- Hoppin, Richard (1978). Medieval Music. The Norton Introduction to Music History (1st ed.). New York, New York, US: W. W. Norton & Company. ISBN 978-0-393-09090-1.
- Lyons, Stuart (2010). Music in the Odes of Horace. Oxford: Aris & Phillips. ISBN 978-0-85668-844-7.
- Mengozzi, Stefano. The Renaissance Reform of Medieval Music Theory: Guido of Arezzo Between Myth and History. Cambridge: Cambridge University Press. ISBN 978-0-521-88415-0.
- Oesch, Hans (1978). Guido von Arezzo: Biographisches und Theoretisches unter besonderer Berücksichtigung der sogenannten odonischen Traktate [Guido von Arezzo: Biographical and theoretical matters with special consideration of the so-called odonic treatises]. Publikationen der Schweizerischen Musikforschenden Gesellschaft (in German). Bern: P. Haupt. OCLC 527452.
- Pesce, Dolores (2010). "Guido d'Arezzo, Ut queant laxis, and Musical Understanding". In Murray, Russell E.; Weiss, Susan Forscher; Cyrus, Cynthia J. (eds.). Music Education in the Middle Ages and the Renaissance. Bloomington: Indiana University Press. pp. 25–36. ISBN 978-0-253-00455-0.
- Journal and encyclopedia articles
- Berger, Carol (1981). "The Hand and the Art of Memory". Musica Disciplina. American Institute of Musicology Verlag Corpusmusicae, GmbH. 35: 87–120. JSTOR 20532236.
- Carey, Norman; Clampitt, David (Spring 1996). "Regions: A Theory of Tonal Spaces in Early Medieval Treatises". Journal of Music Theory. Duke University Press. 40 (1): 113–147. doi:10.2307/843924. JSTOR 843924.
- Fuller, Sarah (January–June 1981). "Theoretical Foundations of Early Organum Theory". Acta Musicologica. International Musicological Society. 53 (Fasc. 1): 52–84. doi:10.2307/932569. JSTOR 932569.
- Green, Edward (December 2007). "What Is Chapter 17 of Guido's "Micrologus" about? A Proposal for a New Answer". International Review of the Aesthetics and Sociology of Music. 38 (2): 143–170. JSTOR 25487523.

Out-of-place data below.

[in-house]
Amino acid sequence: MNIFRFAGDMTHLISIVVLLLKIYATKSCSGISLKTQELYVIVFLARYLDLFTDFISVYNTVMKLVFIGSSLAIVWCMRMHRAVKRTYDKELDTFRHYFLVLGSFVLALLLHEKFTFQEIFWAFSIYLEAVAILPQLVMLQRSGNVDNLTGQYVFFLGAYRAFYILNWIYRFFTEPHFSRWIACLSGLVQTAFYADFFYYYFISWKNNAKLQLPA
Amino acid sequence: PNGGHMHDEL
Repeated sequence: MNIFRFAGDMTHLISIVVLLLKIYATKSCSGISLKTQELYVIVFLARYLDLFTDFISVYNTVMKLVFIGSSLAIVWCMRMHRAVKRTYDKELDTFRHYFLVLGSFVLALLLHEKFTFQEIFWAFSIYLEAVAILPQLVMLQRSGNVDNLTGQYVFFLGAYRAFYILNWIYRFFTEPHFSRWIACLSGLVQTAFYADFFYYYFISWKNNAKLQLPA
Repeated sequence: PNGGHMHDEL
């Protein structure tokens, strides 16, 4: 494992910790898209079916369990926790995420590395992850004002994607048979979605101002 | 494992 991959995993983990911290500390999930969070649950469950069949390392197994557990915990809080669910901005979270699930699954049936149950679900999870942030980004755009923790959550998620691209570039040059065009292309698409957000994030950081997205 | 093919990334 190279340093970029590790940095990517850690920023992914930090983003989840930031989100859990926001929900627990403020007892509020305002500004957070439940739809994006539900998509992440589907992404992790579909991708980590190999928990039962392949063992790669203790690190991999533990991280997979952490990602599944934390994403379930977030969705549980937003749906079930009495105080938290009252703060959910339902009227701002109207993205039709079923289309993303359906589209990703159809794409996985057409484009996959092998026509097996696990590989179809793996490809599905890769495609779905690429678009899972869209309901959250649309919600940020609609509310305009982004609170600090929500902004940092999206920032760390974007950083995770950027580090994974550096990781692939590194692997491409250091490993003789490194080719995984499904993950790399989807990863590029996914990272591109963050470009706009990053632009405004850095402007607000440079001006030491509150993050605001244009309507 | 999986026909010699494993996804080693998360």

- Huglo, Michel (1988). "Bibliographie des éditions et études relatives à la théorie musicale du Moyen Âge (1972-1987)" [Bibliography of Editions and Studies Relating to Medieval Music Theory (1972-1987)]. Acta Musicologica. Basel: International Musicological Society. 60 (Fasc. 3): 229–272 (especially 252). doi:10.2307/932753. JSTOR 932753.
- Mengozzi, Stefano (Summer 2006). "Virtual Segments: The Hexachordal System in the Late Middle Ages". The Journal of Musicology. University of California Press. 23 (3): 426–467. doi:10.1525/jm.2006.23.3.426. JSTOR 10.1525/jm.2006.23.3.426.
- Reisenweaver, Anna J. (2012). "Guido of Arezzo and His Influence on Music Learning". Musical Offerings. 3 (1): 55–63. doi:10.15385/jmo.2012.3.1.4.
- Russell, Tilden A. (Spring 1981). "A Poetic Key to a Pre-Guidonian Palm and the "Echemata"". Journal of the American Musicological Society. University of California Press. 34 (1): 109–118. doi:10.2307/831036. JSTOR 831036.
- Sullivan, Blair (1989). "Interpretive Models of Guido of Arezzo's Micrologus" (PDF). Comitatus: A Journal of Medieval and Renaissance Studies. 20 (1): 20–42.
- van Waesberghe, Jos Smits (1951). "The Musical Notation of Guido of Arezzo". Musica Disciplina. American Institute of Musicology Verlag Corpusmusicae, GmbH. 5: 15–53. JSTOR 20531824.
- van Waesberghe, Jos Smits (1951). "Guido of Arezzo and Musical Improvisation". Musica Disciplina. American Institute of Musicology Verlag Corpusmusicae, GmbH. 5: 55–63. JSTOR 20531825.
|Wikimedia Commons has media related to Guido of Arezzo.|
- Free scores by Guido of Arezzo at the International Music Score Library Project (IMSLP)
- List of compositions by Guido of Arezzo at the Digital Image Archive of Medieval Music
- Manuscripts of works by Guido at The British Library
- Transcription of the Micrologus in Latin by Julie Langford-Johnson for the Thesaurus Musicarum Latinarum